One of my clients recently asked me how much consideration she should be giving to her child’s desires when buying a house. Since I was an elementary school teacher for 15 years before becoming an agent, she thought I would have an opinion. I suppose I do, but it is complicated.
Buying a house is a big deal for a family. However, choosing just the right one is not as difficult as one might guess. Fifty percent of my clients find a house that they want on the first trip out. Many times, once the top 6 or so needs/wants are established, it is more a matter of “a good feeling” about a house that ultimately decides a buyer. Sometimes the parent(s) feels great about a house and the child—or children don’t.
There are two major points I want to make. One is about the younger child and the other is about the teenager. For the young child, what makes a house a home, is that their parent(s) lives there and their belongings are present. It is hard for some of them to imagine, the way adults can, what their furniture would look like in a different space. Once the family has moved in, the child is content in their new home. Often time, just one little aspect will excite a child. For some children it is a play structure, a secret door or hiding place. When we bought our house, my nine-year-old did not want to move there. Once he saw the laundry chute, he was sold! So, no, don’t take their opinion too seriously. That said, if you subscribe to the notion of the spiritual, children can be more open to the ‘energy’ of the house. I happen to believe that you can change the energy a space, but that is only an opinion.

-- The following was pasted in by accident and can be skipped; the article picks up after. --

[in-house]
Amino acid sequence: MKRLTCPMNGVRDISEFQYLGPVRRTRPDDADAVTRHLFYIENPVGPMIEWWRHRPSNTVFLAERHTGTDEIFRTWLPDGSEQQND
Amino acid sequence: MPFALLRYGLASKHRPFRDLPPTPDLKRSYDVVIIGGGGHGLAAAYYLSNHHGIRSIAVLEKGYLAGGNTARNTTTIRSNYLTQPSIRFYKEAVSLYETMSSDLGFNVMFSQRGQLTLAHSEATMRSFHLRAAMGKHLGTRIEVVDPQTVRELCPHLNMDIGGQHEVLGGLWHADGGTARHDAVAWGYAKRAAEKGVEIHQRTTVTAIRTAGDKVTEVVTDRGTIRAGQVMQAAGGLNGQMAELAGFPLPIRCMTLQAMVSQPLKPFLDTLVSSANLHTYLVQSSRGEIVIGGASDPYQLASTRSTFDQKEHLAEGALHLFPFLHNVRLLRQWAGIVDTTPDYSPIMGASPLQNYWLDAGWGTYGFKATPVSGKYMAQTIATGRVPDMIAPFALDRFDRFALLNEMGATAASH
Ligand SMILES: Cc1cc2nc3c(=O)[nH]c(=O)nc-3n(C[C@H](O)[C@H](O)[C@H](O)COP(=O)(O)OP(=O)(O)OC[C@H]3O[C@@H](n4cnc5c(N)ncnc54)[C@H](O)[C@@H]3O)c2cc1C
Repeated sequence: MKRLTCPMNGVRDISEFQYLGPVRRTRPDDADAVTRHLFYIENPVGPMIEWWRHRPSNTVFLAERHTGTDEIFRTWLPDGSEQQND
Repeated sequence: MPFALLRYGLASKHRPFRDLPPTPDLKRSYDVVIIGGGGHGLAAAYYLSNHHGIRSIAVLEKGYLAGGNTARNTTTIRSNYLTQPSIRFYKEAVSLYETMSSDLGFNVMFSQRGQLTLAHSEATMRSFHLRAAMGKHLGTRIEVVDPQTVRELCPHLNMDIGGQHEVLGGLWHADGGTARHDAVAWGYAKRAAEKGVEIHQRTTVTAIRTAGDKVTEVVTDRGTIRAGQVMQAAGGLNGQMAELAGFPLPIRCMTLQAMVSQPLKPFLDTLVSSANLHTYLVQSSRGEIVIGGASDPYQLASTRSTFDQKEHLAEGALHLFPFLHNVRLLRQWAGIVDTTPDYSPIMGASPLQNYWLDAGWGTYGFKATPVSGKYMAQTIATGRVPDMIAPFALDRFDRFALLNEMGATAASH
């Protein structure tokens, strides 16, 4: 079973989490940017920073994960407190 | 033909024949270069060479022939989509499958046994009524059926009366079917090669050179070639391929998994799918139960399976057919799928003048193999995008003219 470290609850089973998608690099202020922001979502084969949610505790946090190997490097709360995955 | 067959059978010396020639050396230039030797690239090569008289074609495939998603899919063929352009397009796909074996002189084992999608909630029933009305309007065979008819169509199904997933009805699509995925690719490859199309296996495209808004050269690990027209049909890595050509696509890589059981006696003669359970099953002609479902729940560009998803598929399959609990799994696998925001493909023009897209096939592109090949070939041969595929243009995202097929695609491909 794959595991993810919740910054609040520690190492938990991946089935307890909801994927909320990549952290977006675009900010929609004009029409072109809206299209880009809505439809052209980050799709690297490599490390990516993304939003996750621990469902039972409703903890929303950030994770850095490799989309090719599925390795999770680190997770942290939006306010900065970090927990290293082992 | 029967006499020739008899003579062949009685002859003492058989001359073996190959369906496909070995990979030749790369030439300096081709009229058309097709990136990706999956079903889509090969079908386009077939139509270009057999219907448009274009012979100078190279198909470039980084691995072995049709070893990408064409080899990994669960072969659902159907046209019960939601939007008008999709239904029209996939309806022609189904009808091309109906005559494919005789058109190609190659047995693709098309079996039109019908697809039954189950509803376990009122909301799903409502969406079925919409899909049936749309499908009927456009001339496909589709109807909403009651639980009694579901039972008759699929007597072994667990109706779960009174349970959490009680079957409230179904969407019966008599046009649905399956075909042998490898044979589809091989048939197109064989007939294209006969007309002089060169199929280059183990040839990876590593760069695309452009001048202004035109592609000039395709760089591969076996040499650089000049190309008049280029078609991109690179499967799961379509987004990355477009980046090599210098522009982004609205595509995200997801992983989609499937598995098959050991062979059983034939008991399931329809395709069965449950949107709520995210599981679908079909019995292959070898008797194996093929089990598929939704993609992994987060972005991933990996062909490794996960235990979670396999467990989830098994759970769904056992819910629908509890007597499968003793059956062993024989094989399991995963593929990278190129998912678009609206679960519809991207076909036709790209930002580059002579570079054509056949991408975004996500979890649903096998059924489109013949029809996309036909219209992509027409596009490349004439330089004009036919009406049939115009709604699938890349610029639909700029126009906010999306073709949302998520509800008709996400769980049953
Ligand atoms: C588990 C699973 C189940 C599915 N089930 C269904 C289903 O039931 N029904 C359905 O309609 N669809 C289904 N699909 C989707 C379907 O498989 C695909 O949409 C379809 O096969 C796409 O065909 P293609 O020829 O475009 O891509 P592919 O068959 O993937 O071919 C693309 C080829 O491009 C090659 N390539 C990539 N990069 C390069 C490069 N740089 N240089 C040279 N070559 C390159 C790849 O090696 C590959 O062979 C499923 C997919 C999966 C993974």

Teenagers have strong opinions. They also have more logic than the young child. If the wants and needs of the family are spelled out clearly to them and they still don’t like the house the parents want, I say this: in most cases, your teenagers will not be living there long. I know it feels like a long time to you (and them), but three, four years and they will be gone. You, their parent(s), will still be there. The true needs of the family will be met with a roof over their heads. Again, I wouldn’t take their opinions too much to heart. However, it is nice to bring teenagers into the process early on. If they are educated about the process the parent(s) is going through, they may feel like they are part of it and can be more supportive of the chosen house.
Do you have stories to share my readers about your child’s wishes when buying a house?